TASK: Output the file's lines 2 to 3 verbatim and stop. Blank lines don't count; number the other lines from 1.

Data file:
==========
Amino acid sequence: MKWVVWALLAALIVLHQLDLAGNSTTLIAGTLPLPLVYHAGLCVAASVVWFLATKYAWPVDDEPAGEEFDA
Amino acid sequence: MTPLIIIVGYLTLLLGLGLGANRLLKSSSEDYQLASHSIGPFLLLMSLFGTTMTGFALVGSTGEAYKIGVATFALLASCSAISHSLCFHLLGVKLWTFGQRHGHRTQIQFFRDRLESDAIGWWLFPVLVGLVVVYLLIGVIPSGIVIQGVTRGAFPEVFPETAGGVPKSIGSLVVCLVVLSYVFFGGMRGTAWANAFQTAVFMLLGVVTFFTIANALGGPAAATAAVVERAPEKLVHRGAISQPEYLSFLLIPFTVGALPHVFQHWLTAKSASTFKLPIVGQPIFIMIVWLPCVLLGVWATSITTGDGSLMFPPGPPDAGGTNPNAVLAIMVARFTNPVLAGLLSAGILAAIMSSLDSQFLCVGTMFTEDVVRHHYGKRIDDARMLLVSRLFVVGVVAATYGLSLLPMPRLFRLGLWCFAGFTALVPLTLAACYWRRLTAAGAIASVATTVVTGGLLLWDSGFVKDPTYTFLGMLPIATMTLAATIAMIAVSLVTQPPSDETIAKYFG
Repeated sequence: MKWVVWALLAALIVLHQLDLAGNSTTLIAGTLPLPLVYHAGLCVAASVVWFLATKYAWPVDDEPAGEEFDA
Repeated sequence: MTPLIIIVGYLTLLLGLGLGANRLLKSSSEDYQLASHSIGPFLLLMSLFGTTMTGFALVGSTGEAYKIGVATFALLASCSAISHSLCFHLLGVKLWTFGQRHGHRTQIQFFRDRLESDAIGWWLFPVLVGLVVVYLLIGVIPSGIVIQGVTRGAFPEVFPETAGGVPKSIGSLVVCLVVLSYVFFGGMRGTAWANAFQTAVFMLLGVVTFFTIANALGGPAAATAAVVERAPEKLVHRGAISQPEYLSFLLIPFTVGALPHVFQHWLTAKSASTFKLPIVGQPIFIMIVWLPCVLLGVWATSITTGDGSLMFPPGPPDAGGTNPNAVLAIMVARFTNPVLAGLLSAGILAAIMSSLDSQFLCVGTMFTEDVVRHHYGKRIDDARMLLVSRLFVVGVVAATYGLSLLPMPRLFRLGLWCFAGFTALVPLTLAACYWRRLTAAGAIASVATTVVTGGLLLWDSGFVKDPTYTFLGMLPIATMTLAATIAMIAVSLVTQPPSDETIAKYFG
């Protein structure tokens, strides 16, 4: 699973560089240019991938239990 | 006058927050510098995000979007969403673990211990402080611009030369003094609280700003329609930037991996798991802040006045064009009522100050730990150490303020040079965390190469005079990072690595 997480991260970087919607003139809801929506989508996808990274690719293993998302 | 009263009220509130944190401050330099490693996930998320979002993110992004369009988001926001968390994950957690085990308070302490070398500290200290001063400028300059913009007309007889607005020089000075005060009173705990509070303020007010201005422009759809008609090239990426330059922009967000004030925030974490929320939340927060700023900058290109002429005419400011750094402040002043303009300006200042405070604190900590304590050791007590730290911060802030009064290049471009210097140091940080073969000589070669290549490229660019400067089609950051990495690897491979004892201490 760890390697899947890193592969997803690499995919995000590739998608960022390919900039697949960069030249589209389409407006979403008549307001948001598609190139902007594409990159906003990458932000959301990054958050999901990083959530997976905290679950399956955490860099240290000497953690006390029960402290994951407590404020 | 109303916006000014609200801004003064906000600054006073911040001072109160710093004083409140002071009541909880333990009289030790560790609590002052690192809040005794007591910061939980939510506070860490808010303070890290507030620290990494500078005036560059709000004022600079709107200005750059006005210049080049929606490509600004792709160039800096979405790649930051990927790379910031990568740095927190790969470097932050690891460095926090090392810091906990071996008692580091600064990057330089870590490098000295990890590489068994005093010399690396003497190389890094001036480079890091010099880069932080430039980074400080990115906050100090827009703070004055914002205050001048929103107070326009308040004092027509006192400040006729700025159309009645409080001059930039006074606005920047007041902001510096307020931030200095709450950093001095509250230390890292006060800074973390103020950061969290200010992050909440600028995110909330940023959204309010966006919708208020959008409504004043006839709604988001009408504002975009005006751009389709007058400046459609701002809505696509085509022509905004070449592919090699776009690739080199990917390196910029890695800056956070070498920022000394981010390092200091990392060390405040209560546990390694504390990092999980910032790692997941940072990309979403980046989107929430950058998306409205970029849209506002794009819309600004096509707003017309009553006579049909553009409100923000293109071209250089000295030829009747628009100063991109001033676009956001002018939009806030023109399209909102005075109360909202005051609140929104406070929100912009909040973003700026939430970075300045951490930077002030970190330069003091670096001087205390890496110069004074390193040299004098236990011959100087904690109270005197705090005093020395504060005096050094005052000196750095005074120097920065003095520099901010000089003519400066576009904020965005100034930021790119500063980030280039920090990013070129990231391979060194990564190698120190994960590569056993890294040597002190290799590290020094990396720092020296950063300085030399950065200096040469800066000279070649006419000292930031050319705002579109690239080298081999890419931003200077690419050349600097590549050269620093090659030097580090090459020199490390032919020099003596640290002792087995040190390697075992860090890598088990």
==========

Amino acid sequence: MTPLIIIVGYLTLLLGLGLGANRLLKSSSEDYQLASHSIGPFLLLMSLFGTTMTGFALVGSTGEAYKIGVATFALLASCSAISHSLCFHLLGVKLWTFGQRHGHRTQIQFFRDRLESDAIGWWLFPVLVGLVVVYLLIGVIPSGIVIQGVTRGAFPEVFPETAGGVPKSIGSLVVCLVVLSYVFFGGMRGTAWANAFQTAVFMLLGVVTFFTIANALGGPAAATAAVVERAPEKLVHRGAISQPEYLSFLLIPFTVGALPHVFQHWLTAKSASTFKLPIVGQPIFIMIVWLPCVLLGVWATSITTGDGSLMFPPGPPDAGGTNPNAVLAIMVARFTNPVLAGLLSAGILAAIMSSLDSQFLCVGTMFTEDVVRHHYGKRIDDARMLLVSRLFVVGVVAATYGLSLLPMPRLFRLGLWCFAGFTALVPLTLAACYWRRLTAAGAIASVATTVVTGGLLLWDSGFVKDPTYTFLGMLPIATMTLAATIAMIAVSLVTQPPSDETIAKYFG
Repeated sequence: MKWVVWALLAALIVLHQLDLAGNSTTLIAGTLPLPLVYHAGLCVAASVVWFLATKYAWPVDDEPAGEEFDA